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World War I from Local Perspectives: History, Literature and Visual Arts

Austria, Britain, Croatia, France, Germany, Ireland, Israel, Italy, Poland and the United States


Edited By Mirosława Buchholtz and Grzegorz Koneczniak

The volume explores the ways in which the Great War has been remembered and imaged in various local accounts. It provides careful readings of a wide range of sources: letters exchanged by Henry James and Burgess Noakes, spoken accounts of the Old Believers of the Russian Orthodox Church, historical documents concerning Eastern Europe and the United States, travel writings by Fritz Wertheimer, Hermann Struck, and Herbert Eulenberg, literary texts by Lord Dunsany, Miroslav Krleža, and Gustav Meyrink, theater performances in Italy and Ireland and visual arts: masks for facially disfigured soldiers made by Francis Derwent Wood and Anna Coleman Ladd.
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Jews and Poles in the German-Occupied East: Two Scenes from the First World War



In contrast to the “forgotten front” in Eastern Europe,2 the newly conquered territories in the East loomed large in public debate – larger than ever before – not only to the soldiers who served there, but also to German population in general.3 The territories attracted interest as a locus of possible professional, economic, and political exploration as well as a space of identity-forming endeavors and humanitarian activities. After the German invasion of Warsaw, the Berliner Lokal-Anzeiger [daily newspaper] sought to dampen popular expectations in its evening issue of 28 August 1915 by announcing that there was “[n]o demand for officials for the administration in Poland,” as many candidates were already on waiting lists. The East soon became the target of modern, state-organized public relations, including study tours for “multipliers,” such as politicians and journalists. In his memoirs published after the war, Sammy Gronemann, who served in the Press Department of the Army Command in the northeastern areas (called Ober Ost – Upper East) ridiculed the “visitors from Germany,” including the “saviors of the East European Jews” (1924: 139), whom he had to look after and protect from “unauthorized people” (141). But the first to import their images of the occupied East to the German public were the war correspondents, who were likewise mocked by Gronemann (182).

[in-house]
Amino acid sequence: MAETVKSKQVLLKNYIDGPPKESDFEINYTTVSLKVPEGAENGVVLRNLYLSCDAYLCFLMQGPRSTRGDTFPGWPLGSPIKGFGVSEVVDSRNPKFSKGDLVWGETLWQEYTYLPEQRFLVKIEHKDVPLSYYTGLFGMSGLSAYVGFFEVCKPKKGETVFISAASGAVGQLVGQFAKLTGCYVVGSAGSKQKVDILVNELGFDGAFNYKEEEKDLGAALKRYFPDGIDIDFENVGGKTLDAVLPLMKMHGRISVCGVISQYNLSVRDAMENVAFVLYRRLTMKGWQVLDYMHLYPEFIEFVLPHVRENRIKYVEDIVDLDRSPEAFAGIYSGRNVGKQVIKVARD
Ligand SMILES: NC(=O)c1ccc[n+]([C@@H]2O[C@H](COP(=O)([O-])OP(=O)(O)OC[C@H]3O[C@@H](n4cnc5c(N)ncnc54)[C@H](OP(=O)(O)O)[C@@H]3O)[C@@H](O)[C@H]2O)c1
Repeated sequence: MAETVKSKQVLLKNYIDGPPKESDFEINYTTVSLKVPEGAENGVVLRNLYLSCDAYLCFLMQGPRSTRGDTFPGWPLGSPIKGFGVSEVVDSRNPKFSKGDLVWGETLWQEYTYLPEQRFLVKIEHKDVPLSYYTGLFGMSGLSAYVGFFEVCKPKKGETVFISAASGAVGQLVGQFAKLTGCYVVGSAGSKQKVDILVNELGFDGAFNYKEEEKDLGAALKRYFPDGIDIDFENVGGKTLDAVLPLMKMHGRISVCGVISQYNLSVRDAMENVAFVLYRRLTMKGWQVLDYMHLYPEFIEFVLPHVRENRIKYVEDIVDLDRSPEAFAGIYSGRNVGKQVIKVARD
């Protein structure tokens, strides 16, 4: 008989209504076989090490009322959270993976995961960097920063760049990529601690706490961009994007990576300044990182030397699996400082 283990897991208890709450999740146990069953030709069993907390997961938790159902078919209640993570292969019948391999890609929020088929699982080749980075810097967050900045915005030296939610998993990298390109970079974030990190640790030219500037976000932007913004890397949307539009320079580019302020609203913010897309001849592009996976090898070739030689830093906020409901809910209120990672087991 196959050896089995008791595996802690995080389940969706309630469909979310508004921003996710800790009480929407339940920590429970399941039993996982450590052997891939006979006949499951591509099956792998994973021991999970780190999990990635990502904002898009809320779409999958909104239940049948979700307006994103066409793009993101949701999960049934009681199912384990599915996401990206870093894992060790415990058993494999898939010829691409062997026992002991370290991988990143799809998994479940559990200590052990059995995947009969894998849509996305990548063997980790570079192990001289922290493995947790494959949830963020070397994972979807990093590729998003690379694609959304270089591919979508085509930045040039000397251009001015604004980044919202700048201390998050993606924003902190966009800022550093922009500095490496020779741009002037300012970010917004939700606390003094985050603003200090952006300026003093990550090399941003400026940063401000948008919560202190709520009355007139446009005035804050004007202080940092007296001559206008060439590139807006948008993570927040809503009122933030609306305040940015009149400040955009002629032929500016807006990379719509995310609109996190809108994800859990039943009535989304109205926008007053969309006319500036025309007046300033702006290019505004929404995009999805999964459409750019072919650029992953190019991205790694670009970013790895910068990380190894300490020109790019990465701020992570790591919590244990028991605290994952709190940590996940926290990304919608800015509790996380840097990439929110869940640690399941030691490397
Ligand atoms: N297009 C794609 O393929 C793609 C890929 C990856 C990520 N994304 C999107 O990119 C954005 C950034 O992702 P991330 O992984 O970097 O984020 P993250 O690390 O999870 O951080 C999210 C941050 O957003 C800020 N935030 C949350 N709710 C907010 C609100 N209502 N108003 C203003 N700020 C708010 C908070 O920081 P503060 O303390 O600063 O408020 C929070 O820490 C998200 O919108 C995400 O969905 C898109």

Fritz Wertheimer, the author of the report collection entitled Im polnischen Winterfeldzug mit der Armee Mackensen [In the Polish winter campaign with ← 127 | 128 → the Mackensen army] (1915), was such...

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